Cutting quite a dash on the blog is this dress watch from Eterna.
(Click pictures to enlarge)
Time has certainly been kind to this watch as an inscription on the caseback dates it to 1947, making it a sprightly 65 years old. Removing the caseback and taking a look inside revealed an Eterna Cal. 1076H – a style of movement that I’ve yet to talk about on the blog, a ‘bumper automatic’.
Bumper automatics were the first self-winding wristwatches, and were initially developed by John Harwood, a watch repairer from Bolton, who patented his invention in 1923. Harwood’s system uses a pivoting weight which swings back and forth as the wearer moves, transferring power to the mainspring.
The motion of the winding rotor is restricted to an arc of around 300 degress, at which point the rotor bumps against one of two stops, each protected by a spring. This abrupt halt can be felt when wearing (or holding) the watch, hence the name ‘bumper automatic’.
Another feature of bumper automatics is that they only wind the mainspring in one rotor direction. In the return direction, the mechanism simply ‘freewheels’ back to the starting position.
Below is an image showing the two extremes of the winding action. At the heart of the mechanism is a ratchet and pawl. If you look at the (gold coloured) ratchet lever you will see that it moves back and forth with the movement of the rotor. It’s this action that transfers power to the mainspring barrel.
Although something of a breakthrough in its day, it was a relatively inefficient mechanism and the design was soon surpassed by ‘full rotor automatics’ in which the winding rotor is free to rotate 360 degrees left or right. Depending on the design, power can be transferred to the mainspring as the rotor rotates in either one or both directions. Rolex pioneered full rotor automatics, releasing their first Oyster Perpetual model in 1931 – the ‘Perpetual’ part of the model name denoting the perpetual movement of the winding rotor.
Ok, back to business. The watch arrived in running order but was loose inside the case. In the first movement picture you may have noticed an ugly piece of bent metal sticking up from the centre. As the winding rotor occupies almost all the space inside the case there is no room for a traditional ring/spacer to hold the movement in place. To overcome this problem, a casing spring is attached to the top of the movement and as the caseback is tightened, the spring is compressed, securing the movement inside the case.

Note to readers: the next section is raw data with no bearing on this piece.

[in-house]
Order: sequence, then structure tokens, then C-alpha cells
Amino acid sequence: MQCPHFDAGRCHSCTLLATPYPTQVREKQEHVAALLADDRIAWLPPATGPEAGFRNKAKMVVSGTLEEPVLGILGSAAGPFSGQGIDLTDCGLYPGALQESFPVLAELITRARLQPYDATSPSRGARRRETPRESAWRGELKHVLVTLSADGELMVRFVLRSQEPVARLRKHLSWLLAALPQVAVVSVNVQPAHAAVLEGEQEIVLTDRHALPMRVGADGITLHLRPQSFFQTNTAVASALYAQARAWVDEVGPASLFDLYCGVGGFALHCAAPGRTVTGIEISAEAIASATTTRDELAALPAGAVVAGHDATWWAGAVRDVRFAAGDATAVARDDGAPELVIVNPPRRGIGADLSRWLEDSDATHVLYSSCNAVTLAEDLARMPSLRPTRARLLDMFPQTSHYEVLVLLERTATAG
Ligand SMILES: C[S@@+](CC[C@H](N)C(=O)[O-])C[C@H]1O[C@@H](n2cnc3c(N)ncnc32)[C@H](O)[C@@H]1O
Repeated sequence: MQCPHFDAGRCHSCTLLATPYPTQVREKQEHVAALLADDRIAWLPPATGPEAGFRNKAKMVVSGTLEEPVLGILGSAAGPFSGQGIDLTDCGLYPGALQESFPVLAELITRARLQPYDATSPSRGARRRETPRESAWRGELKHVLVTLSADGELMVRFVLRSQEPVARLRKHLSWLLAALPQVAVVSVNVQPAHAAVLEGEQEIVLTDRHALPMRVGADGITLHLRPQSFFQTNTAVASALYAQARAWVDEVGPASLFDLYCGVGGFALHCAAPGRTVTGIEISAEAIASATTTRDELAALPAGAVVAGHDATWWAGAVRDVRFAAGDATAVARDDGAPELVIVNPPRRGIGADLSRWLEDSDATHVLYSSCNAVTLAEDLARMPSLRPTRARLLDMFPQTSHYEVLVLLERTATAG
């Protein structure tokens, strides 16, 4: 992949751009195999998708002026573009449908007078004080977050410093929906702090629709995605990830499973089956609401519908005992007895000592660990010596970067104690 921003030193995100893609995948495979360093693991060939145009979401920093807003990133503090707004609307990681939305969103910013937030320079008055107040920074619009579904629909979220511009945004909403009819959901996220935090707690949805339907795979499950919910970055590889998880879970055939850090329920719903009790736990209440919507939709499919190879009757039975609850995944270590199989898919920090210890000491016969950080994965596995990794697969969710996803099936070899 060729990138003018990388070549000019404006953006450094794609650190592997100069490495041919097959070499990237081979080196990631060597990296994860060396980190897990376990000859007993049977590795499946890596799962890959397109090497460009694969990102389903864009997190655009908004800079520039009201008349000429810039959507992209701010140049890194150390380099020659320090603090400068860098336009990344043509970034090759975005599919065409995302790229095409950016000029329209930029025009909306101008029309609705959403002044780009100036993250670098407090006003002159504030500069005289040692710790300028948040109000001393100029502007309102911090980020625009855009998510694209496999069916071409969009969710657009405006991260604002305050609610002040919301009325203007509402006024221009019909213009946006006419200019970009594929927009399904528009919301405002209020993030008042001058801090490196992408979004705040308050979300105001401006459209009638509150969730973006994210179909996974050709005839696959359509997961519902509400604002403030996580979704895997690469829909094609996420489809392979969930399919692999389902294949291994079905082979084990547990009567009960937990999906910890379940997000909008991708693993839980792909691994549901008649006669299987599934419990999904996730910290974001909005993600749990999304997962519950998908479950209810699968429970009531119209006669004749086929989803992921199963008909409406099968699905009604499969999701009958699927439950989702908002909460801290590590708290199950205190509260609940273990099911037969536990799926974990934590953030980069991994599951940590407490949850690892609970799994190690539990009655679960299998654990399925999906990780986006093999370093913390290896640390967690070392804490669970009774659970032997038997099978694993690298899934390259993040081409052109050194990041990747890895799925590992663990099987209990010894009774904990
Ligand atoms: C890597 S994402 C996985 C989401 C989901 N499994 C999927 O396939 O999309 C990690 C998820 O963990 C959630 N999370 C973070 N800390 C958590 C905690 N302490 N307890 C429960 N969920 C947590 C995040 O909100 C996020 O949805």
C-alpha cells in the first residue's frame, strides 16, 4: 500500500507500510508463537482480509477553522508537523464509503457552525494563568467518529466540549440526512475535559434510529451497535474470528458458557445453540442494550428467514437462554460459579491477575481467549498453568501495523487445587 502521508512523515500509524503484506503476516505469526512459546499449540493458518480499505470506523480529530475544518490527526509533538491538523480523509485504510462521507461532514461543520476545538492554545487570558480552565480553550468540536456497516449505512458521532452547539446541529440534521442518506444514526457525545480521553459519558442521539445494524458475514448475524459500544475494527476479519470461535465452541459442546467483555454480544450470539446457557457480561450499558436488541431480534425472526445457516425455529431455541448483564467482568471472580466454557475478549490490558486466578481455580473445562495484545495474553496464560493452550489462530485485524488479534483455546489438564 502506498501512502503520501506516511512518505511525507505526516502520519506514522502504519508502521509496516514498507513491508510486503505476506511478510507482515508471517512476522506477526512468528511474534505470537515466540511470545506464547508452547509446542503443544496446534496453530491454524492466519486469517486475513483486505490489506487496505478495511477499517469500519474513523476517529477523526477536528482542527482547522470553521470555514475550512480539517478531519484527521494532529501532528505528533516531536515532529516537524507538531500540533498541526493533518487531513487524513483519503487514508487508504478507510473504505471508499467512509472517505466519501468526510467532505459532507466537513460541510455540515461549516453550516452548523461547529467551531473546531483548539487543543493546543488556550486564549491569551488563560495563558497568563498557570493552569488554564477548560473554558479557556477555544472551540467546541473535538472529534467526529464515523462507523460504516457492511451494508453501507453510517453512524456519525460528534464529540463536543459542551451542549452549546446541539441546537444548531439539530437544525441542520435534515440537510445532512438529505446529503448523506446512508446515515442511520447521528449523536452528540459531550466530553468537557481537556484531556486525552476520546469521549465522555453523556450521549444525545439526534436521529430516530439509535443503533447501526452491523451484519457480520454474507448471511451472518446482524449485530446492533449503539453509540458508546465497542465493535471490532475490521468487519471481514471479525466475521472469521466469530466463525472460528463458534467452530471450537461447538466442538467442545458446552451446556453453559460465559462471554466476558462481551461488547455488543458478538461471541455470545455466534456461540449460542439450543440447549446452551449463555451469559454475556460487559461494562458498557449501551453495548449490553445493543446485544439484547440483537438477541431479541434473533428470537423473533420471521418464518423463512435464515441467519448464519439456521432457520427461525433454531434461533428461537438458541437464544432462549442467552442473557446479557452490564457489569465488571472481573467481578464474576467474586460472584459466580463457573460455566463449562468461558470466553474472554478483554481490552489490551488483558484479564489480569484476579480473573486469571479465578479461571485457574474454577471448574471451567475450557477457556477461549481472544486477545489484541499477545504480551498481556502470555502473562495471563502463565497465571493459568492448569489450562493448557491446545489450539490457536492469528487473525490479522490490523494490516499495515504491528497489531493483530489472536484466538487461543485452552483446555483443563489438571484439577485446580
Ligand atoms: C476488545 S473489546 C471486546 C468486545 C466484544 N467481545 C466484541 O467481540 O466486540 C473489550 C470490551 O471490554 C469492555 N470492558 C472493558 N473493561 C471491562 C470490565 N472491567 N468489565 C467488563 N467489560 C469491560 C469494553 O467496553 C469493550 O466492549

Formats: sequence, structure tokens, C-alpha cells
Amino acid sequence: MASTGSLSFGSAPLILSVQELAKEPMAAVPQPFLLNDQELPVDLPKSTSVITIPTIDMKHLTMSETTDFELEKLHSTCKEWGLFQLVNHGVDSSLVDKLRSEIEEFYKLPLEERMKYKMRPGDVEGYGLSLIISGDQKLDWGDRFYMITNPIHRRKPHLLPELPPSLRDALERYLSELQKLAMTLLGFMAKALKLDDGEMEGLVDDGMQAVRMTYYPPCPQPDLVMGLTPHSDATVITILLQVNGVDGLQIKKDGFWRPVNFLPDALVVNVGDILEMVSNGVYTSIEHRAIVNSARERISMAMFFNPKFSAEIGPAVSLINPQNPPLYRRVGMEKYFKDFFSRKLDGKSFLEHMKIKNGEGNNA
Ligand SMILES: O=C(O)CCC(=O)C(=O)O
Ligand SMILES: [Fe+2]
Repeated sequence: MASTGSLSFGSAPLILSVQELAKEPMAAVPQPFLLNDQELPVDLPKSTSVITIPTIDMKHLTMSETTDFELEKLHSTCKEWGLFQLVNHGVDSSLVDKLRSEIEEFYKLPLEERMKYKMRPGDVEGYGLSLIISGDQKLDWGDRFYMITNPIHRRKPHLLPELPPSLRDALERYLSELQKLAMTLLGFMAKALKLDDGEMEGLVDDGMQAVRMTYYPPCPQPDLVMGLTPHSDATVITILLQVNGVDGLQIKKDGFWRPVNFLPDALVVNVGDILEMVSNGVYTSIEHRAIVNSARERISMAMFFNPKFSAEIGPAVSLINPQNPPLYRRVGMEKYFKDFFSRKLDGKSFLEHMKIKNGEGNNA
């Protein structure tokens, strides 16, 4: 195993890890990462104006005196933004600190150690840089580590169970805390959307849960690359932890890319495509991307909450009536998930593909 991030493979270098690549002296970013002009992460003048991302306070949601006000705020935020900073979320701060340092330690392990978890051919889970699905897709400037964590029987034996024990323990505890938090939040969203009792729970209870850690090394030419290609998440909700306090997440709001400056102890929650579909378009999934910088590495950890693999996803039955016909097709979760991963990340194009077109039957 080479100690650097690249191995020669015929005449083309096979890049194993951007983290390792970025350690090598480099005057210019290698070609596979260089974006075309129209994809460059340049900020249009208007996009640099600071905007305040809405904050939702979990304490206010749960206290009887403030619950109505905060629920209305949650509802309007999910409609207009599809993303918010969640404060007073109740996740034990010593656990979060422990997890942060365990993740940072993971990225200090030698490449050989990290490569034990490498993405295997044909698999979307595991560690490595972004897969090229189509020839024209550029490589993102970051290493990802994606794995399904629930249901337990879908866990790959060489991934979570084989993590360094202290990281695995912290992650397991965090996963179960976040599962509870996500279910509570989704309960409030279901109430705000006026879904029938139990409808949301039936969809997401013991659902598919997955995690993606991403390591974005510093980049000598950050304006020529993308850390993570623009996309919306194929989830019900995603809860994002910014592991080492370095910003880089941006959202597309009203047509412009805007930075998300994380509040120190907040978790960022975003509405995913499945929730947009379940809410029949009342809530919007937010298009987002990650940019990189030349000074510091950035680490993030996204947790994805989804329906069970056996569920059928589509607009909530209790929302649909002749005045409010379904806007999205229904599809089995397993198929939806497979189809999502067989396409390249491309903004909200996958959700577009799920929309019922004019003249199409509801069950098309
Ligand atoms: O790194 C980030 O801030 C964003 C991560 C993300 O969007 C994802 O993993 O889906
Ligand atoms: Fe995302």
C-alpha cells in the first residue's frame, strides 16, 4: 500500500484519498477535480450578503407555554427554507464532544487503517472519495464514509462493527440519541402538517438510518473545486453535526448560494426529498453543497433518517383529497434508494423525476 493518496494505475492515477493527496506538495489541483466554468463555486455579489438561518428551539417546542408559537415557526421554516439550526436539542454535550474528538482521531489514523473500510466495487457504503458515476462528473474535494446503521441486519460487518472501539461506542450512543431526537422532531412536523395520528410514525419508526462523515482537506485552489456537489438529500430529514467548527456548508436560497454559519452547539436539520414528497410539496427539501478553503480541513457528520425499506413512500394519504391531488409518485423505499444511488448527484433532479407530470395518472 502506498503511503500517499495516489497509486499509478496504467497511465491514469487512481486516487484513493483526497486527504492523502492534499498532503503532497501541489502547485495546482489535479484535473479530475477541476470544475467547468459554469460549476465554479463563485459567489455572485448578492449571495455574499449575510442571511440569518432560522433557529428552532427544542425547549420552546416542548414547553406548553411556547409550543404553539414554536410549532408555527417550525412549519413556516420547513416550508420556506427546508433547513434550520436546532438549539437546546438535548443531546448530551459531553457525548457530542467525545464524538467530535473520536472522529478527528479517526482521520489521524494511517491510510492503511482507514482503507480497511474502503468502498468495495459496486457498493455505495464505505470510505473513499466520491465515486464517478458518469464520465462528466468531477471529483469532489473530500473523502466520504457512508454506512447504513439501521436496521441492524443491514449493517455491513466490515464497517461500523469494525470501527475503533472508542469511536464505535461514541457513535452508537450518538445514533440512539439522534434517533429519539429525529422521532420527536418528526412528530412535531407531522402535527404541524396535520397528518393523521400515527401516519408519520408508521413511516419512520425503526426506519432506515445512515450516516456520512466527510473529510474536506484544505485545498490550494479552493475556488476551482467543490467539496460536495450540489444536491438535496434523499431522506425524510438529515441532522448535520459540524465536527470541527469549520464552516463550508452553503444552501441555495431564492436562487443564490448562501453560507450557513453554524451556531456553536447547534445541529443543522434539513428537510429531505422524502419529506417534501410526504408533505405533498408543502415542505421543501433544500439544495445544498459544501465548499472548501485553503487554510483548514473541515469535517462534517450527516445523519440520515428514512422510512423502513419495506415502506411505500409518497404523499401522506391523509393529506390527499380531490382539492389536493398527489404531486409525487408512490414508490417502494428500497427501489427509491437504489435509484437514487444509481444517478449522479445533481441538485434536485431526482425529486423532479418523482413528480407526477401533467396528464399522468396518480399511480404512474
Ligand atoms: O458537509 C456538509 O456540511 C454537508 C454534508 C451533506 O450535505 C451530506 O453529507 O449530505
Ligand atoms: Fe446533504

The original spring had obviously been lost or broken during the last service, and the watchmaker attempted to make a replacement spring from any old piece of metal that was handy – it looks like part of an old train bridge to me. It didn’t work, and it was not the most aesthetically pleasing solution anyway, I’m sure you’ll agree.
To put things right I made a new casing spring from a thin piece of steel which I shaped to fit and then drilled at one end to secure it in place. With that problem solved, the movement was then given a full service to bring it back up to scratch.
The owner asked me if I thought the dial had been re-finished as its condition is near perfect – something you don’t often see in a watch of this age. Inspecting the dial and hands with a microscope it is clear to see that the hands and dial markers have been re-lumed at some point, but whether the dial has been re-finished too I couldn’t say for sure – given its condition it would be easy to assume that is has, but if so then it was extremely well done.
Re-finished dial or not, the watch is certainly attractive, and I’m sure it could find a place in anyone’s collection.
** Many thanks to Neil Clarke for letting me feature his watch on the blog. **